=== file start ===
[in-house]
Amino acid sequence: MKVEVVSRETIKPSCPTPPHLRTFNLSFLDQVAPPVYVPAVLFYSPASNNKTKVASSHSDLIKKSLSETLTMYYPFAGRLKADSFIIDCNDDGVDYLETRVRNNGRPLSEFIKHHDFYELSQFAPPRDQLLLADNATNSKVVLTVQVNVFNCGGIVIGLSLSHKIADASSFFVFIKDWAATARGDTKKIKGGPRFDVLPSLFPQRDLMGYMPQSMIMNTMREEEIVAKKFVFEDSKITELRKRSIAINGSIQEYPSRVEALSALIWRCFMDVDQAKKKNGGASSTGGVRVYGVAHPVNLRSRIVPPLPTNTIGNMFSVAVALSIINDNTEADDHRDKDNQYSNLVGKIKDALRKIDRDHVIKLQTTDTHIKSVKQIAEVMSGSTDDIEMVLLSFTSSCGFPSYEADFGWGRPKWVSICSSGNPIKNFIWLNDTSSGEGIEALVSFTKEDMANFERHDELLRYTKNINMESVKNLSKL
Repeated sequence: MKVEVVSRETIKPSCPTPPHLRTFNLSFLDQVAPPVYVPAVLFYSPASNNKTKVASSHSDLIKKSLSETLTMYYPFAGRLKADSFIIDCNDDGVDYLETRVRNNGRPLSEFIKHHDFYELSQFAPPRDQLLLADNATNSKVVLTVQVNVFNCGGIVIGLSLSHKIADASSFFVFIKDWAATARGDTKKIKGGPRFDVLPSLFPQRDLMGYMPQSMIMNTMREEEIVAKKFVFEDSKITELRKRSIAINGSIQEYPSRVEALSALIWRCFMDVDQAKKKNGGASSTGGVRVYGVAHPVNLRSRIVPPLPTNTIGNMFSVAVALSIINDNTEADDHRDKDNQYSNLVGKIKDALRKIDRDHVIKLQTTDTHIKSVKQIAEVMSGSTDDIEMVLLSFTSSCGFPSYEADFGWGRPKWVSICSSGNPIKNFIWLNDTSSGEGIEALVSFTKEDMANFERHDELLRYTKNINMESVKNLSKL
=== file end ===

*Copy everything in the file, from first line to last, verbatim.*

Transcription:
[in-house]
Amino acid sequence: MKVEVVSRETIKPSCPTPPHLRTFNLSFLDQVAPPVYVPAVLFYSPASNNKTKVASSHSDLIKKSLSETLTMYYPFAGRLKADSFIIDCNDDGVDYLETRVRNNGRPLSEFIKHHDFYELSQFAPPRDQLLLADNATNSKVVLTVQVNVFNCGGIVIGLSLSHKIADASSFFVFIKDWAATARGDTKKIKGGPRFDVLPSLFPQRDLMGYMPQSMIMNTMREEEIVAKKFVFEDSKITELRKRSIAINGSIQEYPSRVEALSALIWRCFMDVDQAKKKNGGASSTGGVRVYGVAHPVNLRSRIVPPLPTNTIGNMFSVAVALSIINDNTEADDHRDKDNQYSNLVGKIKDALRKIDRDHVIKLQTTDTHIKSVKQIAEVMSGSTDDIEMVLLSFTSSCGFPSYEADFGWGRPKWVSICSSGNPIKNFIWLNDTSSGEGIEALVSFTKEDMANFERHDELLRYTKNINMESVKNLSKL
Repeated sequence: MKVEVVSRETIKPSCPTPPHLRTFNLSFLDQVAPPVYVPAVLFYSPASNNKTKVASSHSDLIKKSLSETLTMYYPFAGRLKADSFIIDCNDDGVDYLETRVRNNGRPLSEFIKHHDFYELSQFAPPRDQLLLADNATNSKVVLTVQVNVFNCGGIVIGLSLSHKIADASSFFVFIKDWAATARGDTKKIKGGPRFDVLPSLFPQRDLMGYMPQSMIMNTMREEEIVAKKFVFEDSKITELRKRSIAINGSIQEYPSRVEALSALIWRCFMDVDQAKKKNGGASSTGGVRVYGVAHPVNLRSRIVPPLPTNTIGNMFSVAVALSIINDNTEADDHRDKDNQYSNLVGKIKDALRKIDRDHVIKLQTTDTHIKSVKQIAEVMSGSTDDIEMVLLSFTSSCGFPSYEADFGWGRPKWVSICSSGNPIKNFIWLNDTSSGEGIEALVSFTKEDMANFERHDELLRYTKNINMESVKNLSKL